People v Patterson

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[*1] People v Patterson 2008 NY Slip Op 51671(U) [20 Misc 3d 1130(A)] Decided on July 30, 2008 Supreme Court, Erie County Boller, J. Published by New York State Law Reporting Bureau pursuant to Judiciary Law § 431. As corrected in part through August 13, 2008; it will not be published in the printed Official Reports.

Decided on July 30, 2008
Supreme Court, Erie County

The People of the State of New York


James Patterson a/k/a James Paterson, Defendant


Frank J. Clark, ESQ.

Erie County District Attorney

BY: Brian D. Langenfeld Esq.

Assistant District Attorney

for the PEOPLE

Anthony D. Abbarno, Esq.

for the Defendant

M. William Boller, J.

The defendant is charged by this indictment with Assault on a Police Officer in violation of PL §120.08.By motion dated March 26, 2008, the defendant seeks dismissal of the indictment claiming that the detention of the defendant was unlawful pursuant to People v DeBour 40 NY2d 210.

On May 8, 2008, a hearing was conducted where police officers Michelle Pettys and David Krzemien of the Niagara Frontier Transportation Authority testified.

The credible testimony at the hearing revealed that on August 27, 2007, Officers Krzemien and Pettys recieved a call of passengers drinking on a Metro rail train. The call stated that the train was being held by the conductor at the Amherst Street Station until police arrive.

When the officers arrived Officer Pettys went onto the train. Officer Krzemien stayed outside the train on the platform. Officer Pettys was met inside the train by the conductor, who pointed out to Officer Pettys the individuals who had been drinking on the train. Officer Pettys informed Officer Krzemien that the conductor had pointed out who had been drinking on the train. Such behavior would be a petty offense in violation of a Buffalo city ordinance. Officer Krzemien heard Officer Pettys ask the individuals to exit the train. Officer Krzemien observed five people exit the train, [*2]four of whom stayed on the platform. The defendant, exiting first, began to walk up the stairs to leave the Amherst station. Officer Krzemien stated to the defendant, "stop we need to talk to you, you need to stop." Officer Krzemien stated this to the defendant two or three times. The defendant did not stop, muttered a vulgarity, and stated "I don't need to stop and talk to you". When the defendant responded to Officer Krzemien, he was part way up the staircase. Officer Krzemien then went and grabbed the defendant's shirt. Defendant turned and his shirt ripped. Officer Krzemien then grabbed the defendant by his arm. Defendant turned and began to move toward Officer Krzemien whereupon a struggle ensued. Defendant was eventually subdued and handcuffed to the railing. While handcuffed, the defendant did kick Officer Krzemien in the shoulder area.

At no time prior to Officer Krzemien grabbing the defendant did either he or Officer Pettys intend to arrest the defendant. Officer Krzemien merely wanted to question the defendant about the allegation of drinking on the train.

Pursuant to CPL §140.10(1)(a) a police officer may make a warrrantless arrest of a person when he has reasonable cause to believe that an offense has been committed in his presence.Drinking in a public place is a petty offense in violation of a city ordinance. In this case, the offense was not committed in Officer Krzemien's presence nor did Officer Krzemien have any reasonable cause to believe that the offense was committed in his presence. Therefore, Officer Krzemien had no lawful basis to arrest the defendant.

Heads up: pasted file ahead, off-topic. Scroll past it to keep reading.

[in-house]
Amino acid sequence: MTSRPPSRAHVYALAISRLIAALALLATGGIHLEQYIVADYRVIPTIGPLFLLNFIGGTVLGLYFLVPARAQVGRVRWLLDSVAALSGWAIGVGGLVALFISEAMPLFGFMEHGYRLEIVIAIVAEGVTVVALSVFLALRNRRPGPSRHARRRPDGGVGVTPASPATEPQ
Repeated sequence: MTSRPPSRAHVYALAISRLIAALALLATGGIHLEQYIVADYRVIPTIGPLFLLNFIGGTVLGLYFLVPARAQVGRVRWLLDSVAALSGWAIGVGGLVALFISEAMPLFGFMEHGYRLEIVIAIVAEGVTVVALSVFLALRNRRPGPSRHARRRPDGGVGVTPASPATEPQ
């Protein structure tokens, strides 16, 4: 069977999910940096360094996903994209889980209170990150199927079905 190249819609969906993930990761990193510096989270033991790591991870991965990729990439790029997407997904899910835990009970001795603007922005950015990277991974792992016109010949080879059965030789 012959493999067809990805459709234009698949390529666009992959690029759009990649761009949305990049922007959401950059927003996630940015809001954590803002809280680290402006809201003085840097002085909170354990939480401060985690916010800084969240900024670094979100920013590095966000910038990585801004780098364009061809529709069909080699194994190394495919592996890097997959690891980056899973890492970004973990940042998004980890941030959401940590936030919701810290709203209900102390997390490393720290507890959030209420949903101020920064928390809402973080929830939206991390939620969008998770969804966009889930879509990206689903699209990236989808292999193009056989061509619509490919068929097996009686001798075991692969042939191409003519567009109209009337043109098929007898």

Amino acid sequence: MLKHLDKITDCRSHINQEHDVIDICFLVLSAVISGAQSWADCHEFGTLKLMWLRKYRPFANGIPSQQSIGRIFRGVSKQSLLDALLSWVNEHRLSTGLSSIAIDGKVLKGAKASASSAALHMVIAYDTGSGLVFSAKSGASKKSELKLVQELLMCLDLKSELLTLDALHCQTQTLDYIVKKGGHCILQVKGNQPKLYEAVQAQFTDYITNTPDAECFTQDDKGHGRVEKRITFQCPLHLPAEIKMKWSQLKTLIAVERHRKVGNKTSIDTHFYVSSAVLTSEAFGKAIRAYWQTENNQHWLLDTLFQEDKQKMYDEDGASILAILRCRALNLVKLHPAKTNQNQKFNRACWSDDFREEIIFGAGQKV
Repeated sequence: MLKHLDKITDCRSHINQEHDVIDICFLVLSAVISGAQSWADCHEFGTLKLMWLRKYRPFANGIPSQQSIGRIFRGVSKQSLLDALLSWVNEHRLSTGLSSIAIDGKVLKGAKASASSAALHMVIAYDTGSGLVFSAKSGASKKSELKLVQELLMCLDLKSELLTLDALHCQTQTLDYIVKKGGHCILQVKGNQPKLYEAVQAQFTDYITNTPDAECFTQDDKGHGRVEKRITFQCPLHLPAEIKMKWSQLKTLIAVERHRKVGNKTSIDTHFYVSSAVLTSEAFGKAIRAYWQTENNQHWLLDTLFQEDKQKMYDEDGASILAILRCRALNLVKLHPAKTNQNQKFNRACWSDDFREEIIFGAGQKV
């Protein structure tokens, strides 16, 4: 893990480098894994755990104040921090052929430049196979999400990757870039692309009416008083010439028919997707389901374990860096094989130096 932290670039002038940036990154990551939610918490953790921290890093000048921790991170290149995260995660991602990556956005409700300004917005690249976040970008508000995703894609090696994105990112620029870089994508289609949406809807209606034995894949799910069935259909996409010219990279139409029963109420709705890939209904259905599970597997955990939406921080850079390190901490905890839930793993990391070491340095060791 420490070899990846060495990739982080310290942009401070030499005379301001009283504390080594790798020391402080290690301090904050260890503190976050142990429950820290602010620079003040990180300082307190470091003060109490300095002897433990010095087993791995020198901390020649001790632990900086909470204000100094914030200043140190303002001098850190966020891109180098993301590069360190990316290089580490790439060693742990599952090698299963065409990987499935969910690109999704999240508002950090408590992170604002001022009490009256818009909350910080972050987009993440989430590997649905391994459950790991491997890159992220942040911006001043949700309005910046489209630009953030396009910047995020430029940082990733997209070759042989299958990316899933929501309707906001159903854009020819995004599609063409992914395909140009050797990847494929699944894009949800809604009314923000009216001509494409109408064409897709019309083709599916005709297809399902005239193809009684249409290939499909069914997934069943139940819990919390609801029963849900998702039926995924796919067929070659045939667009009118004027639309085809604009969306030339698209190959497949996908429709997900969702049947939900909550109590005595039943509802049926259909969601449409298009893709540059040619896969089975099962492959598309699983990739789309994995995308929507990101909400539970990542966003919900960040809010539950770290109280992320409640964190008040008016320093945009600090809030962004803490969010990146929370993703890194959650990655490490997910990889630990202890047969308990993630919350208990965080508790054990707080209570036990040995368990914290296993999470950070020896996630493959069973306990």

As the defendant was leaving the train and walking up the stairs, Officer Krzemien could have approached the defendant and requested information regarding the allegation that individuals were drinking on the train. People v. DeBour, supra.

As there was no indication that criminality was afoot, since the alleged behavior of drinking in a public place was complete, Officer Krzemien was not justified in intruding upon defendant's privacy to a greater degree when seeking explanatory information regarding defendant's drinking on the train. People v. DeBour, supra.

Since the officer had no basis to physically detain the defendant, the defendant had no duty to stop or respond to Officer Krzemien. In fact, the defendant has the right to walk or run away from the officer People v. Howard, 50 NY2d 583, People v. Grunwald, 29 AD3d 33. The fact that defendant responded to Officer Krzemien with a vulgarity did not elevate the situation to one which would allow Officer Krzemien to detain the defendant. People v. Burns, 91 Misc 2d 1080.

In either of the first two levels of inquiry as set forth in DeBour, the officer may interefere with the defendant to the extent necessary to gain explanatory information but short of a forcible seizure. The police may only forcibly detain a person when the officer has reasonable suspicion that the person has committed, is committing, or is about to commit, a felony or misdemeanor People v. Debour. supra. By the facts and circumstances of this case, Officer Krzemien had no reasonable suspicion that defendant had or was committing a felony or misdemeanor.The detention of the defendant was not in the performance of a lawful duty.

A finding that the police acted illegally in seizing the defendant will negate an essential element of Assault on a Police Officer, i.e., that the defendant intended to prevent a police officer from performing a lawful duty. People v.Voliton, 83 NY2d 192, at 195.

Since the offense charged in this indictment requires that the officer be in the act of performing a lawful duty, which Officer Krzemien was not, the charge of Assault on a Police Officer [*3]cannot be sustained and, as such, the indictment against the defendant is dismissed.





DATED:JULY 30, 2008